Around this time last year, someone forwarded an email to me about “Pastor Appreciation Month.” I think I vaguely knew that this was a thing, but I had no idea that it was upon us. Apparently, one of the ways that my church can show appreciation to me is to give me a gift certificate for a discount on books. It’s a nice gesture. But honestly the last thing I need is more books. I already have a dozen waiting to be read and I have probably reached that stage of life and ministry where I am less optimistic than I once was that a book holds the key to whatever intellectual, pastoral, or administrative deficiencies I daily inflict upon my church. But, again, a nice gesture. And it got me pondering a rather simple question: Why appreciate a pastor?
Well, the short answer is because while being a pastor is incredibly rewarding in many ways, it’s also kinda hard. Not harder than being a farmer or a nurse or a builder or a business person or a professor, I should hasten to add. Just harder in different ways. I spent some time enumerating some of the things that I, personally, find most challenging about this utterly unique position that I never imagined I’d find myself in.
I want to be explicitly clear at the outset that this is not a plea for sympathy or some kind of passive aggressive dig at my church for not being sufficiently appreciative. Nothing could be further from the truth. My church is generous and supportive to a fault. But for those who only darken the door of a church a few times a month and wonder what on earth pastors spend the rest of their time doing, or how it could possibly be hard to work for 20 minutes once a week (wink, nudge), here’s some of what might be going on in your pastor’s brain when they stand up on Sunday morning. It’s what’s often going on in mine, at any rate.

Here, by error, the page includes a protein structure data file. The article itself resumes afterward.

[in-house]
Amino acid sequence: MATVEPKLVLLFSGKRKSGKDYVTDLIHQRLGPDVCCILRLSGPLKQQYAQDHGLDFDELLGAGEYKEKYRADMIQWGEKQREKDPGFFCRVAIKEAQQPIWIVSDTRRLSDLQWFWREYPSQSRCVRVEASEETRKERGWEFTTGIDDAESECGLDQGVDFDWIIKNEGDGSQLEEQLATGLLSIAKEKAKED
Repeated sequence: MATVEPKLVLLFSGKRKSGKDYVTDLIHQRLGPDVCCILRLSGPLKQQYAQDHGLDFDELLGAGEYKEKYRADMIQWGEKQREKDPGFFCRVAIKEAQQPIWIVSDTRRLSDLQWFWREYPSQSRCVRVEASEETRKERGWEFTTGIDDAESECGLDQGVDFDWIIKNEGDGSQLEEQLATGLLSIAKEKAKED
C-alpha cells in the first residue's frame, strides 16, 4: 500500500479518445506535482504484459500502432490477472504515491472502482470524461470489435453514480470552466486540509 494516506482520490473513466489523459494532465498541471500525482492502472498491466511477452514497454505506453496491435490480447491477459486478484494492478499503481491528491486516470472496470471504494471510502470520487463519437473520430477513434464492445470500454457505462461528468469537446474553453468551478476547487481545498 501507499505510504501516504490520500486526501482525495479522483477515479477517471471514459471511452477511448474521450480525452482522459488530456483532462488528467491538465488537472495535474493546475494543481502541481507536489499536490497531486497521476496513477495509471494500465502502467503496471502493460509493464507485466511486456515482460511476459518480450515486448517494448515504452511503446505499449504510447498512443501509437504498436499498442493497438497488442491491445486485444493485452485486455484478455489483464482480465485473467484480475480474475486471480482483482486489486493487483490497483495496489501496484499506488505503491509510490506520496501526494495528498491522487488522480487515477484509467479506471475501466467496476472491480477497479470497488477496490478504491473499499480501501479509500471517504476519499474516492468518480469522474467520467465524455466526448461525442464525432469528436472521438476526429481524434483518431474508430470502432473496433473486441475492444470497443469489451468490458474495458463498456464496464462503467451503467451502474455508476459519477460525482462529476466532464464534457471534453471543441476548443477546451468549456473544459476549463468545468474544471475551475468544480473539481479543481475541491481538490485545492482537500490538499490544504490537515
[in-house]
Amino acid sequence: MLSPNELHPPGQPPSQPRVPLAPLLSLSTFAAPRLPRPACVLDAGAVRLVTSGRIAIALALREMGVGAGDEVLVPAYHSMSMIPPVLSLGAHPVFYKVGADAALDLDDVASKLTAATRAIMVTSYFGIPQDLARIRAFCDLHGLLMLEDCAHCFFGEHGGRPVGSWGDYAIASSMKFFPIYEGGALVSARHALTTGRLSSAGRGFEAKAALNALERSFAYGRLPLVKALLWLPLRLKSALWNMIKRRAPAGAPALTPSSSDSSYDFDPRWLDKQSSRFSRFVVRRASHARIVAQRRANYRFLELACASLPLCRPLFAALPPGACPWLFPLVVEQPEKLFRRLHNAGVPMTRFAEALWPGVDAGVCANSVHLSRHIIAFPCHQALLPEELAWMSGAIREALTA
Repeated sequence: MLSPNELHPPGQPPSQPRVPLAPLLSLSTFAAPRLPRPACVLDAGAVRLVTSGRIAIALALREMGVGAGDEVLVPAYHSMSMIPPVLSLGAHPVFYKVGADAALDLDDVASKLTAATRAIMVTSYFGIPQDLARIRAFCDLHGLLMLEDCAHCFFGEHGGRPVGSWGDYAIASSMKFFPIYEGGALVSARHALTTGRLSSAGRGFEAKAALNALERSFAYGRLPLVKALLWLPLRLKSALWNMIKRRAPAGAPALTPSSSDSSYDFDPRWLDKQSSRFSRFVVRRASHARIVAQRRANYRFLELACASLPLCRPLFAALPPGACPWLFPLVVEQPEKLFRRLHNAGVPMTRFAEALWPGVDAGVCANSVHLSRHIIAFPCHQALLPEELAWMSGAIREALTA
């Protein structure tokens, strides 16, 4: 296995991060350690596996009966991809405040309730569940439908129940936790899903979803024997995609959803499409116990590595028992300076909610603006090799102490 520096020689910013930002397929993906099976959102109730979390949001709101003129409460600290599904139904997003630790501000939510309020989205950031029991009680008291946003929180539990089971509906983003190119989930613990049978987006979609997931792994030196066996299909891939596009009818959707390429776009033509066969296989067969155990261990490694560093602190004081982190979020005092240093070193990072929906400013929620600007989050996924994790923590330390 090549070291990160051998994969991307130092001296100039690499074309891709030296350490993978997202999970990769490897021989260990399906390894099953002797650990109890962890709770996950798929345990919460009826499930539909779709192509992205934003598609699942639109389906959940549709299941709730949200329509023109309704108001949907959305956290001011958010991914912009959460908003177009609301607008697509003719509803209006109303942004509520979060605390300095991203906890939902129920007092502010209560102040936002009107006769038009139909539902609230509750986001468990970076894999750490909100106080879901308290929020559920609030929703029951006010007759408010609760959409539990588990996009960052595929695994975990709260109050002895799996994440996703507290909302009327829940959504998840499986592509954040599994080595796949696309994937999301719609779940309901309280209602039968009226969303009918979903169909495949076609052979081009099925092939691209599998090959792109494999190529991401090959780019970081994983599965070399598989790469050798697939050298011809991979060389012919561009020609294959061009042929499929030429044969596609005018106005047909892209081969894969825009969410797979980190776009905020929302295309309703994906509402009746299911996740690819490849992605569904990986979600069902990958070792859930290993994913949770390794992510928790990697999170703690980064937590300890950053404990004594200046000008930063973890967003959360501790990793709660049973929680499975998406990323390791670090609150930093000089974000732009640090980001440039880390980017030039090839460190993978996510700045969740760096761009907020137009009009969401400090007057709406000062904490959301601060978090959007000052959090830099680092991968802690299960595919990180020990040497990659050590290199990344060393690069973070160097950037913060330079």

To be a pastor is to wonder and worry about the future of the church. It’s natural, when one’s professional identity is tied up in the ongoing existence of an institution, to feel this anxiety. Not admirable, perhaps, but natural. These are not the best of times for the church in the West. The church is (rightly and wrongly) associated with all kinds of sins, past and present. People have walked away and continue to walk away in droves. The research and the statistics show only downward trajectories. This can be a demoralizing space to inhabit. It can also be invigorating, I should add, because it can clarify priorities and sharpen theological vision. But it takes work to see the glass as half-full when the world “out there” often sees the thing that you have given your life to as irrelevant at best. And many of us, if we’re honest, have no idea how to “fix” this or turn around trends that aren’t terribly encouraging.
To be a pastor is to often feel incompetent. It’s no secret that people can expect a lot from pastors. A pastor should be a gifted orator, a compelling theologian, an efficient administrator, a sensitive counsellor/caregiver, an intuitive asker of the right question at the right time, a thoughtful event planner, a cheerful networker, a social butterfly… The list goes on and on. A friend of mine was recently on a search committee for a pastor. When I saw the job description at the end of the process, I cringed and said, “Jesus wouldn’t qualify for that job!” Larger multi-staff churches can adopt a divide and conquer approach to this impossible list of demands, but smaller churches can’t. Often it’s one or two people that are expected to cover all that terrain. And speaking personally, after 10 years in this gig I know for a fact that I am terrible at some of those things. It’s easy to feel like you’re constantly disappointing some people at least some of the time.